I recently ran into some problems while deploying a Windows Server 2012 R2 VM in my vSphere 6.5 U2 lab. I’ve come to expect that the console mouse response is going to be terrible until VMware Tools is installed, but for some odd reason I had no mouse control whatsoever. Thinking it may be a quirk of the Web Console, I tried both the Remote Console and the HTML5 client to no avail.
The VM appeared to be healthy and would register keyboard input, but the motion of the mouse cursor was erratic or the cursor would not move at all. Thinking that I just needed to battle on and get Tools installed, I attempted to use the keyboard for this purpose – what a chore. You think it would have been easy, but the installer kept losing focus and falling behind other open windows. Many of the windows keyboard shortcuts I’d normally use were not functioning because they register on my laptop – not in the console. I couldn’t RDP to the VM either because the NIC needed to be configured with a valid IP address.
After doing a bit of research, it appeared that display scaling could cause all sorts of mouse issues – but this didn’t appear to be applicable in my case. That’s when I stumbled upon a communities thread that mentioned adding a USB controller to the VM. Even though my VM was ‘Hardware Version 13’, the USB 2.0 controller isn’t added by default.
I managed to get to the device manager using the keyboard, and you can see that the virtual hardware will use a PS/2 a mouse in the absence of a USB controller:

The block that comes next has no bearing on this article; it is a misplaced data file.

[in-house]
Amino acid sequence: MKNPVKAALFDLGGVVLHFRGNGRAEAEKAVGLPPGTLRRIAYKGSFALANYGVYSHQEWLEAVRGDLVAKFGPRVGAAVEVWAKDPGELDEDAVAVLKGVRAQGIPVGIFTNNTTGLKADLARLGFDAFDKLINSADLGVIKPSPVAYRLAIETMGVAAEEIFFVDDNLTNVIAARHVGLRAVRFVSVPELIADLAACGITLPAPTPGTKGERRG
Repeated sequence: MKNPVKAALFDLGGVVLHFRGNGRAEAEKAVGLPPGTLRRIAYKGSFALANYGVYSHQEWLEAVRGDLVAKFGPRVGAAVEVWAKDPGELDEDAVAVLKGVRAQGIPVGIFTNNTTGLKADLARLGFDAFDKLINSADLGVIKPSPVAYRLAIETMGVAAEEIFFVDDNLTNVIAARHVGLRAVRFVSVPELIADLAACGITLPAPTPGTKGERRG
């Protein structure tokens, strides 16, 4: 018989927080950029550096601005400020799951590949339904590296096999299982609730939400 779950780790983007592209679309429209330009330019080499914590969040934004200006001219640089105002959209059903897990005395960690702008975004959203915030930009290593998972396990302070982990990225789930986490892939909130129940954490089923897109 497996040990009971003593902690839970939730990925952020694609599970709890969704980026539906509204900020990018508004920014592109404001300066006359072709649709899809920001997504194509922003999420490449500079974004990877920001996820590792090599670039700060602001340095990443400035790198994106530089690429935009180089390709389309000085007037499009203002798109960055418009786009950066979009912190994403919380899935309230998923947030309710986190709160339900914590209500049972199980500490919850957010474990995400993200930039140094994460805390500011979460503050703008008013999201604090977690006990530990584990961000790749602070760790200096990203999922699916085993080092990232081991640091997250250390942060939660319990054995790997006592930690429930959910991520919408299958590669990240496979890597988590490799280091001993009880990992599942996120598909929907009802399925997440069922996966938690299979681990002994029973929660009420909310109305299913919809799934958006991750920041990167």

I then went ahead and added the basic USB 2.0 controller to the VM and booted it up.
Welcome to the tenth installment of a new series of NSX troubleshooting scenarios. Thanks to everyone who took the time to comment on the first half of the scenario. Today I’ll be performing some troubleshooting and will show how I came to the solution.
Please see the first half for more detail on the problem symptoms and some scoping.
As we saw in the first half, our fictional administrator was attempting to configure an ESG load balancer for both TCP and UDP port 514 traffic. Below is the high-level topology:
One of the first things to keep in mind when troubleshooting the NSX load balancer is the mode in which it’s operating. In this case, we know the customer is using a one-armed load balancer. The tell-tale sign is that the ESG sits in the same VLAN as the pool members with a single interface. Also, the pool members do not have the ESG configured as their default gateway.
We also know based on the screenshots in the first half that the load balancer is not operating in ‘Transparent’ mode – so traffic to the pool members should appear as though it’s coming from the load balancer virtual IP, not from the actual syslog clients. The packet capture the customer did proves that this is actually not the case.
That said, how exactly does an NSX one-armed load balancer work?